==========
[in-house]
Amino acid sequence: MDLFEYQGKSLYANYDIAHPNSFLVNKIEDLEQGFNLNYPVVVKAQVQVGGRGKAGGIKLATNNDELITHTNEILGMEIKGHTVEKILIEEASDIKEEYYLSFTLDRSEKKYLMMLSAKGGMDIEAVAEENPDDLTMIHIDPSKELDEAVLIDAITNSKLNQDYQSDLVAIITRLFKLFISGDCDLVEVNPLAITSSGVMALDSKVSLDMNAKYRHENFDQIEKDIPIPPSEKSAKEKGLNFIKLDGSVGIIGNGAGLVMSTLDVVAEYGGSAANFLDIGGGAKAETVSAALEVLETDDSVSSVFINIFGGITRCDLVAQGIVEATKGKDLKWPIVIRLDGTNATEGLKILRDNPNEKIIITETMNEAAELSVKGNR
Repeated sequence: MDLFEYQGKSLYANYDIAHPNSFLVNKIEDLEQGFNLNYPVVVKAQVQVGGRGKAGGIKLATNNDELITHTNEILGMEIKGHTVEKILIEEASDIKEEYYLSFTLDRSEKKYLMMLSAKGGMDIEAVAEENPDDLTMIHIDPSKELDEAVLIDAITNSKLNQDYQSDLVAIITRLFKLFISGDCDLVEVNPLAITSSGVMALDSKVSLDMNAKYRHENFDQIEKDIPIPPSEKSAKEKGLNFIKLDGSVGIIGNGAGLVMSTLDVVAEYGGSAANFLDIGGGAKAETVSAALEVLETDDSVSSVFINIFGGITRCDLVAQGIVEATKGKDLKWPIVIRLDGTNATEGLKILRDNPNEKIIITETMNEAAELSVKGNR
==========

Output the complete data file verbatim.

[in-house]
Amino acid sequence: MDLFEYQGKSLYANYDIAHPNSFLVNKIEDLEQGFNLNYPVVVKAQVQVGGRGKAGGIKLATNNDELITHTNEILGMEIKGHTVEKILIEEASDIKEEYYLSFTLDRSEKKYLMMLSAKGGMDIEAVAEENPDDLTMIHIDPSKELDEAVLIDAITNSKLNQDYQSDLVAIITRLFKLFISGDCDLVEVNPLAITSSGVMALDSKVSLDMNAKYRHENFDQIEKDIPIPPSEKSAKEKGLNFIKLDGSVGIIGNGAGLVMSTLDVVAEYGGSAANFLDIGGGAKAETVSAALEVLETDDSVSSVFINIFGGITRCDLVAQGIVEATKGKDLKWPIVIRLDGTNATEGLKILRDNPNEKIIITETMNEAAELSVKGNR
Repeated sequence: MDLFEYQGKSLYANYDIAHPNSFLVNKIEDLEQGFNLNYPVVVKAQVQVGGRGKAGGIKLATNNDELITHTNEILGMEIKGHTVEKILIEEASDIKEEYYLSFTLDRSEKKYLMMLSAKGGMDIEAVAEENPDDLTMIHIDPSKELDEAVLIDAITNSKLNQDYQSDLVAIITRLFKLFISGDCDLVEVNPLAITSSGVMALDSKVSLDMNAKYRHENFDQIEKDIPIPPSEKSAKEKGLNFIKLDGSVGIIGNGAGLVMSTLDVVAEYGGSAANFLDIGGGAKAETVSAALEVLETDDSVSSVFINIFGGITRCDLVAQGIVEATKGKDLKWPIVIRLDGTNATEGLKILRDNPNEKIIITETMNEAAELSVKGNR